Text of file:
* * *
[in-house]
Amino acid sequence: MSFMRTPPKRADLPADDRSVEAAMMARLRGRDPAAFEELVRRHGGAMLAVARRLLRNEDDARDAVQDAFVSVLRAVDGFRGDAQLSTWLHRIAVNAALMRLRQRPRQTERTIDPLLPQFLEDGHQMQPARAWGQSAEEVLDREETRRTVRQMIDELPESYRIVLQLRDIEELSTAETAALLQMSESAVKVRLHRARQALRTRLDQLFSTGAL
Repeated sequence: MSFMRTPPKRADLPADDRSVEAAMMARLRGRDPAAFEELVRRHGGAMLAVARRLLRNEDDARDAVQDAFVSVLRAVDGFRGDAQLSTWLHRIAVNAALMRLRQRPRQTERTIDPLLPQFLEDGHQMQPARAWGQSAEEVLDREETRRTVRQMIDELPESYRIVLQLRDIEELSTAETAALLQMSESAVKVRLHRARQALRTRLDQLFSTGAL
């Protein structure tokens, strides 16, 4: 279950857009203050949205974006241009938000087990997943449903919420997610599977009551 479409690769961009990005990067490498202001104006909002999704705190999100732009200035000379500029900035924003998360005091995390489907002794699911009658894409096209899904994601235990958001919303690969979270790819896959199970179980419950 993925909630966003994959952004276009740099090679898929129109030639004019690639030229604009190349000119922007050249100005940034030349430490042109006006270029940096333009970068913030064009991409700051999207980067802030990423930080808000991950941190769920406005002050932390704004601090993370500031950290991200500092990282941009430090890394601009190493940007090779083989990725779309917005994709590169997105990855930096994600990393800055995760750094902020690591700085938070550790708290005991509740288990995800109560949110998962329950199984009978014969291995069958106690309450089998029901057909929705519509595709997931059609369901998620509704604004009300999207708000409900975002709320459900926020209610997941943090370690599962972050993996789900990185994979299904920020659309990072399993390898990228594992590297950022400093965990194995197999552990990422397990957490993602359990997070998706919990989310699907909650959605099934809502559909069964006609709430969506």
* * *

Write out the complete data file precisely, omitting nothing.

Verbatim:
[in-house]
Amino acid sequence: MSFMRTPPKRADLPADDRSVEAAMMARLRGRDPAAFEELVRRHGGAMLAVARRLLRNEDDARDAVQDAFVSVLRAVDGFRGDAQLSTWLHRIAVNAALMRLRQRPRQTERTIDPLLPQFLEDGHQMQPARAWGQSAEEVLDREETRRTVRQMIDELPESYRIVLQLRDIEELSTAETAALLQMSESAVKVRLHRARQALRTRLDQLFSTGAL
Repeated sequence: MSFMRTPPKRADLPADDRSVEAAMMARLRGRDPAAFEELVRRHGGAMLAVARRLLRNEDDARDAVQDAFVSVLRAVDGFRGDAQLSTWLHRIAVNAALMRLRQRPRQTERTIDPLLPQFLEDGHQMQPARAWGQSAEEVLDREETRRTVRQMIDELPESYRIVLQLRDIEELSTAETAALLQMSESAVKVRLHRARQALRTRLDQLFSTGAL
């Protein structure tokens, strides 16, 4: 279950857009203050949205974006241009938000087990997943449903919420997610599977009551 479409690769961009990005990067490498202001104006909002999704705190999100732009200035000379500029900035924003998360005091995390489907002794699911009658894409096209899904994601235990958001919303690969979270790819896959199970179980419950 993925909630966003994959952004276009740099090679898929129109030639004019690639030229604009190349000119922007050249100005940034030349430490042109006006270029940096333009970068913030064009991409700051999207980067802030990423930080808000991950941190769920406005002050932390704004601090993370500031950290991200500092990282941009430090890394601009190493940007090779083989990725779309917005994709590169997105990855930096994600990393800055995760750094902020690591700085938070550790708290005991509740288990995800109560949110998962329950199984009978014969291995069958106690309450089998029901057909929705519509595709997931059609369901998620509704604004009300999207708000409900975002709320459900926020209610997941943090370690599962972050993996789900990185994979299904920020659309990072399993390898990228594992590297950022400093965990194995197999552990990422397990957490993602359990997070998706919990989310699907909650959605099934809502559909069964006609709430969506």